Shooting an arrow and being confident that it is going to end up where you want it to are two different things. It will be even more difficult to achieve if you don’t use a bow sight. There are many different types of bow sight options available to the archer, all of which will help to improve your chances of shooting accurately.
The difficult part of the process is working out what type of bow sight will suit your shooting. There are a number of features that are important but there are others that could be completely irrelevant to you. How do you know which is which?
Here are a few things to consider that might play a part in your decision making process:
- Compatibility with your bow
- Understanding the parts of a bow sight
- Number of pins and their sizes
- Illumination features
- Noise suppression
The first thing to work out is whether the bow sight is going to be compatible to your bow. Check that the mounting bracket will fit on your bow’s riser. With modern bows and sights that are being made today this should not be a huge issue. However, there are some types of bow sights, such as the Viper Diamondback Fixed Plate MicroTune sight that has been specifically designed to be compatible to the Mathews compound bows.
Learn the different parts of the bow sight so that you are familiar with the terminology. Know that the pins are the small metal pieces that hold the fiber optics within the sight aperture. They provide you with the means to line up your target.
Determine whether you are more comfortable with vertically or horizontally mounted pins. Some manufacturers specialise in making their sights with one method or the other.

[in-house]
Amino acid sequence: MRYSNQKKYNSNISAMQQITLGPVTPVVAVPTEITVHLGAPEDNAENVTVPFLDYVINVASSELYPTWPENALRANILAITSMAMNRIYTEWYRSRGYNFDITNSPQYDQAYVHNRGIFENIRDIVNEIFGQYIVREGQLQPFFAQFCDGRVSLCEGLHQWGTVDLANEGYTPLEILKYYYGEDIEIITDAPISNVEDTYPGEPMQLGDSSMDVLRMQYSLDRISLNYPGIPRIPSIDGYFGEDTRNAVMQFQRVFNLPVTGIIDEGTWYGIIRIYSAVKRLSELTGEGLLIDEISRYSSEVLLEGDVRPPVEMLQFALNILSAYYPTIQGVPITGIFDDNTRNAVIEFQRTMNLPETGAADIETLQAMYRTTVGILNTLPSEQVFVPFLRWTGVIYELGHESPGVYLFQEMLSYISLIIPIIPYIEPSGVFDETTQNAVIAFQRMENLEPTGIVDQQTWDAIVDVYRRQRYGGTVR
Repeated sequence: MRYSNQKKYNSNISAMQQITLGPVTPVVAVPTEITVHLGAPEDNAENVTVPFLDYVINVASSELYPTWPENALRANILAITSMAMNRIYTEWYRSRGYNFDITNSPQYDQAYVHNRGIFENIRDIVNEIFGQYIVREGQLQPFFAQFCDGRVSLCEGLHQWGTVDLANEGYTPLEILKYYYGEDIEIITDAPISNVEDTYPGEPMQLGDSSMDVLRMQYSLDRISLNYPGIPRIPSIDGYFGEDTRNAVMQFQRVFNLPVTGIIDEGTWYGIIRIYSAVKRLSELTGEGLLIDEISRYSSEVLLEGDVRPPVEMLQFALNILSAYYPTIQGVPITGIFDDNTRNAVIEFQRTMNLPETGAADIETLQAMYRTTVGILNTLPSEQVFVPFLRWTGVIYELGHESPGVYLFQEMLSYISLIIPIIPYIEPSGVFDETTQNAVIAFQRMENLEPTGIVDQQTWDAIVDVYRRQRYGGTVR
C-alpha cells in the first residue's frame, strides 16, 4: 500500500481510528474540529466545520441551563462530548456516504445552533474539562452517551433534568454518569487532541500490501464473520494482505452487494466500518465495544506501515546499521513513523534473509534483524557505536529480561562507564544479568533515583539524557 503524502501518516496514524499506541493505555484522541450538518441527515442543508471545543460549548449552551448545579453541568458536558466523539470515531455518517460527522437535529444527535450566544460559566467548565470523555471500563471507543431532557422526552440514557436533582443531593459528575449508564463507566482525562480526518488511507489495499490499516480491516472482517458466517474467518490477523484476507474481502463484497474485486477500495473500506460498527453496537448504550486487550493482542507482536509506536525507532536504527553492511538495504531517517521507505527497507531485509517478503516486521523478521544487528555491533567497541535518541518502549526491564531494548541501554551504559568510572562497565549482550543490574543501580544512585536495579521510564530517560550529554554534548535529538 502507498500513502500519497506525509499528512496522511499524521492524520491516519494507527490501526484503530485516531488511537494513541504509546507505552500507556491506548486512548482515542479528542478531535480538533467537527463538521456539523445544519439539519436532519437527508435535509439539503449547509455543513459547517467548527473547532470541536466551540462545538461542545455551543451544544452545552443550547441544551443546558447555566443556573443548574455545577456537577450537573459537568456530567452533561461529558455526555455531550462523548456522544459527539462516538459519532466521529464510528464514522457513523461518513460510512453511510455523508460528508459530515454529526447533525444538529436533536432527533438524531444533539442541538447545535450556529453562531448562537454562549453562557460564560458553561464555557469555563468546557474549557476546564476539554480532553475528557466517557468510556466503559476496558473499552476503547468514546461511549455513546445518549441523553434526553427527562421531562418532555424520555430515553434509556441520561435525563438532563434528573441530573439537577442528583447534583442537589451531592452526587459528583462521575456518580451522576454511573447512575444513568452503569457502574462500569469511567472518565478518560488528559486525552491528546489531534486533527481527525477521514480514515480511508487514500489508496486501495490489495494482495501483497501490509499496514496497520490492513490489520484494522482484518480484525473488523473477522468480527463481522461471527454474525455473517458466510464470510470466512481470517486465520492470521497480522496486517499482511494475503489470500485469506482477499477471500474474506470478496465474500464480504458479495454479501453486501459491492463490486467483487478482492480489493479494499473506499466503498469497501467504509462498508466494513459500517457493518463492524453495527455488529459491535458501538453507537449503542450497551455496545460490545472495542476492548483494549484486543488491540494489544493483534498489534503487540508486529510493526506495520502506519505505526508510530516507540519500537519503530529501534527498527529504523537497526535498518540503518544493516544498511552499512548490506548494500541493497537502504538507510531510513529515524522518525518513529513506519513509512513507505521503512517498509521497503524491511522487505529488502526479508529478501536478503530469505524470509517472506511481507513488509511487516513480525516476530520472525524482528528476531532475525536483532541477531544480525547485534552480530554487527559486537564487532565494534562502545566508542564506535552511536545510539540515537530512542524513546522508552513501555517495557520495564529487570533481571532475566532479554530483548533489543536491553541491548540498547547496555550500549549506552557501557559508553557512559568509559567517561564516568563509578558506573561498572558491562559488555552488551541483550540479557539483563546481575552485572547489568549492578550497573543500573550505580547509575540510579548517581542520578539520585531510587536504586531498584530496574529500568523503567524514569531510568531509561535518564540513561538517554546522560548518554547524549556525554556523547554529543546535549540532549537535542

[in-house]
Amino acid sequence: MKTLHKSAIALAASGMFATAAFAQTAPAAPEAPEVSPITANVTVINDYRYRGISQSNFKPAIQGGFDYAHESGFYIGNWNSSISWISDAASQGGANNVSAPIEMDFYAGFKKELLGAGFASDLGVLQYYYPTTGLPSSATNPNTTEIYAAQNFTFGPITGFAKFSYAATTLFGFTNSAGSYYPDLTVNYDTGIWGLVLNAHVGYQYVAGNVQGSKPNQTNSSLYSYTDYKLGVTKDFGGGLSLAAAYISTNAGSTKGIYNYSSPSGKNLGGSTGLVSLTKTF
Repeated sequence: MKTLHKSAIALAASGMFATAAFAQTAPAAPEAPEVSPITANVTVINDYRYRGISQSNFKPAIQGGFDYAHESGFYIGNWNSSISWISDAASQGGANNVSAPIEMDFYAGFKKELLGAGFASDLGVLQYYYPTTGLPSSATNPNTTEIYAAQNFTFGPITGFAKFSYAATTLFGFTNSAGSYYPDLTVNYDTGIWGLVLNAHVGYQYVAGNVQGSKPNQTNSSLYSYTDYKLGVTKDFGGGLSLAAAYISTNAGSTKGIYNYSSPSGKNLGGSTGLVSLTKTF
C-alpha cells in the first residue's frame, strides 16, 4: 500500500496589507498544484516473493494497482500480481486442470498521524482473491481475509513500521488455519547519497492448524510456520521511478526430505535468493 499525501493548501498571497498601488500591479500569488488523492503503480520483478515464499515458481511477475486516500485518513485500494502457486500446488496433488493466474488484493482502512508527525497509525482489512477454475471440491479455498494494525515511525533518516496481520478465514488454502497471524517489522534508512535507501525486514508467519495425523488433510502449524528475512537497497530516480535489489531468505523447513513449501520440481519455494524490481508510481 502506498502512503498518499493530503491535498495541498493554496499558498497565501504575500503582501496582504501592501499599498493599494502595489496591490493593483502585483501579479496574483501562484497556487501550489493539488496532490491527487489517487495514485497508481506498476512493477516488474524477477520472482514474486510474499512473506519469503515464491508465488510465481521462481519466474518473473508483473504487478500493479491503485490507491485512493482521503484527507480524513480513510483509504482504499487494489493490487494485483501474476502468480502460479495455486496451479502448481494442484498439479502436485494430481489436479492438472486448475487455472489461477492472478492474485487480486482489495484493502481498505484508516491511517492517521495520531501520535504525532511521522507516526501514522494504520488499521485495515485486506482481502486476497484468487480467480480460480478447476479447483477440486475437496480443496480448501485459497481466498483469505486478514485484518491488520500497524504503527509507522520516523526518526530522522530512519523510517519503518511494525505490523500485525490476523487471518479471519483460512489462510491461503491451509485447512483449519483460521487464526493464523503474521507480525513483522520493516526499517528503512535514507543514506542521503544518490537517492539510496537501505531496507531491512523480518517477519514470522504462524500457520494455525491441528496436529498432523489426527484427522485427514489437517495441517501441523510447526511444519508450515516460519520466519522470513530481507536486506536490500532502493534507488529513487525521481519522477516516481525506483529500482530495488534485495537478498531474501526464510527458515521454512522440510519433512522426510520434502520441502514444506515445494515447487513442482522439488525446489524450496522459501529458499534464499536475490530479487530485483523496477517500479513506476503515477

The illumination of the sight can be achieved in a few different ways. The first is with the fiber optics themselves. Generally, the longer the fibers, the brighter the sights are going to be. Many bow sights also have a glo-ring installed around the perimeter of the pin housing. This helps define the field of vision and can increase clarity. An optional extra that can be installed is a rheostat light which will help whenever the natural light begins to fail.
Pin sizes vary from one sight to another. Indeed, within single models it is possible to choose the size yourself. It is usually best not to use pins that are overly thick because it will have a tendency to cover a small target.
Adjustability is a big feature that is being dealt with more and more by manufacturers. Even the so-called fixed-pin bow sights are being turned into adjustable sights thanks to the tool-less models that are being produced. Gang-adjustment is also being made available in many models and this means that you only have to dial in one of the pins, lock it down and then the other pins will fall into place at even distances. The fixed pin sights are virtually becoming quasi-movable sights thanks to the continued innovation and improvement by manufacturers.
In all of this, it pays to keep up with the latest sight releases and be aware of what new changes have been built into the new sights. The goal of the manufacturer is to provide a sight that improves the accuracy of the shooter. You then get to choose whether you need a single pin sight, 3 pins, 4 pins, 5 or more.
The price is going to play a part in how you choose your sight as well. The more features the sight has and the quality of the materials used in the construction will generally mean a higher cost. Tournament sights that are particularly precise are going to head the list in expense. Don’t be fooled though, there are some very good low-cost bow sights available, particularly if you work out that the whizz-bang features are not necessary.
The best archery sight is the one that you feel most comfortable using. Knowing the various features it offers you and being able to quickly and efficiently adjust it so that you are quickly lining up your target for an accurate, silent shot.